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Byron Shire
May 13, 2021

Keeping Byron’s magic alive needs better leadership

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Michael Lyon elected as Byron Mayor

Owing to the resignation of former Mayor at the end of April, a vote was held today to replace Simon Richardson, until the next election

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Byron Bay is continually referred to as an ‘iconic’ place.

Perhaps the current custodians of Byron Bay should note the principles by which other iconic locations conduct business. These include:

  • Maintaining the ‘essence’ of the area. Don’t change those things that make the place iconic. Eg. Moving the long-time established Butler street Byron Bay Markets. This ‘Green Space’ is one of the few remaining inner urban parklands. Surely no ‘Green Mayor’ would contemplate any change other than enhancing the green nature of the area.
  •  Protect the intrinsic nature of the iconic location by preventing overdevelopment, despite pressure from big business, developers etc.
  • Apply a congestion tax to vehicles other than those of residents. This would require the council to build large carparks out of town and provide transport to people wanting to enter the town centre. This would solve the problem of buses, Winnebagos, caravans and large trucks trying to navigate the roundabouts and the massive traffic congestion that currently faces visitors trying to enjoy their stay in Byron.
  •  It would move the bus station to a location away from the town centre (not one street away) but completely out of town like so many other progressive ‘iconic’ places in the world.

It’s hard to fathom why our council would need a tax payer funded overseas jaunt to discover these facts: facts that everyone else in Byron Bay is aware of.

Catherine Henniker, Byron Bay

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  1. The ‘green space’ you speak of is a contaminated field that has few trees on it. Its hot, dirty, dusty and is NOT a nice space for a market. Its certainly NOT a space we can call ‘green’. Im looking forward to visiting the markets on the beachfront where the environment is clean and im not walking on contaminated soil. The knowledge that the markets of Byron Bay is being held every month on such a site beggars belief!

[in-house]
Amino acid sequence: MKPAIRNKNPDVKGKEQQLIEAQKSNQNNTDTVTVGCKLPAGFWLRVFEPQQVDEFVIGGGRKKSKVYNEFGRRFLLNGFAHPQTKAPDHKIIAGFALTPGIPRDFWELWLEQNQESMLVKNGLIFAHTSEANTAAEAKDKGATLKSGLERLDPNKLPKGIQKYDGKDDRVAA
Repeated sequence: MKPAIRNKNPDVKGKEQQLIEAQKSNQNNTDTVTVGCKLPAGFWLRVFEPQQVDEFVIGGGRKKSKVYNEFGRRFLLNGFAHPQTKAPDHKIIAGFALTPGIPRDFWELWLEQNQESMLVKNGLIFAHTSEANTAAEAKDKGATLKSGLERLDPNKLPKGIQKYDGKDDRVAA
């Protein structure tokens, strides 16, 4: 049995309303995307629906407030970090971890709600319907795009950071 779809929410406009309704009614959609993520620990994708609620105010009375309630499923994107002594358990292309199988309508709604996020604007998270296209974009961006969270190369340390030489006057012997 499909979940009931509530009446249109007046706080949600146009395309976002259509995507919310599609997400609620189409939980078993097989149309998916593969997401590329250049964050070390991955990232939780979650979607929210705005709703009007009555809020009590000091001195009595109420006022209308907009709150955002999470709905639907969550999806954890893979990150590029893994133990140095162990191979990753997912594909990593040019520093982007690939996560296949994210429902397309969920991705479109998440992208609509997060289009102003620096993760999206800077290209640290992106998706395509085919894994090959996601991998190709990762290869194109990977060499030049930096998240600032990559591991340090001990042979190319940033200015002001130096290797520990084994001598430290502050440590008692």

• Well said Sean. It’s a thoroughly unpleasant place to be, and I planted the trees there and have watered them for 18 months through the long dry spells. It’s almost completely unused outside of market hours. The idea that this is valuable ‘green space’s is absurd. No-one goes there.

  2. So is it therefore a good space for a bus interchange and a car park? It’s not a brilliant site but there is so little real community space in Byron’ centre that people understandably want to retain it for recreation. Alternatives like Cavanbah mean facing the horrors of Ewingdale Road! The beachfront is not a suitable permanent, or probably even temporary site, for the markets because of environmental damage and parking and congestion issues. I also feel for the Butler St residents who will have their residential area turned into a thoroughfare without compensation and when there are better alternatives. Let’s not confuse issues – the market isn’t being moved because the reserve is unattractive and contaminated.

    • Yes Gigi, it’s an ideal space for a visitor car park, being only 100m from the centre of the CBD, which will be easily accessible once new pedestrian paths across the railway line are built. The beachfront will not be a permanent market site, the area in and around Railway Park, the railway corridor and adjacent car parks (and perhaps even Jonson St) can be transformed into a great market site.


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